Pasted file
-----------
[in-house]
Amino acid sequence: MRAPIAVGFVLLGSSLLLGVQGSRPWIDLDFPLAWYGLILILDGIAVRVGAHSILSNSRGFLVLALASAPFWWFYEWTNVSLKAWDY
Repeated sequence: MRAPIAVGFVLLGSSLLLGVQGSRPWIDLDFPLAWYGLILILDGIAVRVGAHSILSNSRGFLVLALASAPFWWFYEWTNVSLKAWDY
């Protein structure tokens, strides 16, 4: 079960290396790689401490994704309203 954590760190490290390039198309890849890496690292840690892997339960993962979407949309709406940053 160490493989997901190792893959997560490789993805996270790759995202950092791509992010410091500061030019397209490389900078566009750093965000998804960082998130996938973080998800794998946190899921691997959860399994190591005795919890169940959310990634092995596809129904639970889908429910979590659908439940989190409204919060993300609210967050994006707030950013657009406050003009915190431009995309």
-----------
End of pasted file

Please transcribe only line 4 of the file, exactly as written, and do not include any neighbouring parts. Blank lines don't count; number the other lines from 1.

């Protein structure tokens, strides 16, 4: 079960290396790689401490994704309203 954590760190490290390039198309890849890496690292840690892997339960993962979407949309709406940053 160490493989997901190792893959997560490789993805996270790759995202950092791509992010410091500061030019397209490389900078566009750093965000998804960082998130996938973080998800794998946190899921691997959860399994190591005795919890169940959310990634092995596809129904639970889908429910979590659908439940989190409204919060993300609210967050994006707030950013657009406050003009915190431009995309």